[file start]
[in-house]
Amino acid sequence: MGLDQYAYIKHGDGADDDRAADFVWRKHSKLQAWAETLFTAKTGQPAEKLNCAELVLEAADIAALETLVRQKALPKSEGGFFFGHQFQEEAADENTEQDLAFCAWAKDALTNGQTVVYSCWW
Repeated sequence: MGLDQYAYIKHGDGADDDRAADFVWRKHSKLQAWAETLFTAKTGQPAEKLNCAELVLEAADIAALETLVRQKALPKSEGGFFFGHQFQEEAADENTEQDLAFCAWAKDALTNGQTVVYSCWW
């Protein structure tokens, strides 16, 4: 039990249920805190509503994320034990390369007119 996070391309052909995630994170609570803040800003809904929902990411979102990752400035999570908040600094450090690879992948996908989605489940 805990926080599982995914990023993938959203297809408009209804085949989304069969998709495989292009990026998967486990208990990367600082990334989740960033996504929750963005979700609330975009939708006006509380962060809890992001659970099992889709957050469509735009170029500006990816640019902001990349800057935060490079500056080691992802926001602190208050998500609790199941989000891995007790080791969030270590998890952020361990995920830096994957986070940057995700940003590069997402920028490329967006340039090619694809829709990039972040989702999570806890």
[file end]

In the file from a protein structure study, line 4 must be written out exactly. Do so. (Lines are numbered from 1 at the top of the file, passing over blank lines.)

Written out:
């Protein structure tokens, strides 16, 4: 039990249920805190509503994320034990390369007119 996070391309052909995630994170609570803040800003809904929902990411979102990752400035999570908040600094450090690879992948996908989605489940 805990926080599982995914990023993938959203297809408009209804085949989304069969998709495989292009990026998967486990208990990367600082990334989740960033996504929750963005979700609330975009939708006006509380962060809890992001659970099992889709957050469509735009170029500006990816640019902001990349800057935060490079500056080691992802926001602190208050998500609790199941989000891995007790080791969030270590998890952020361990995920830096994957986070940057995700940003590069997402920028490329967006340039090619694809829709990039972040989702999570806890």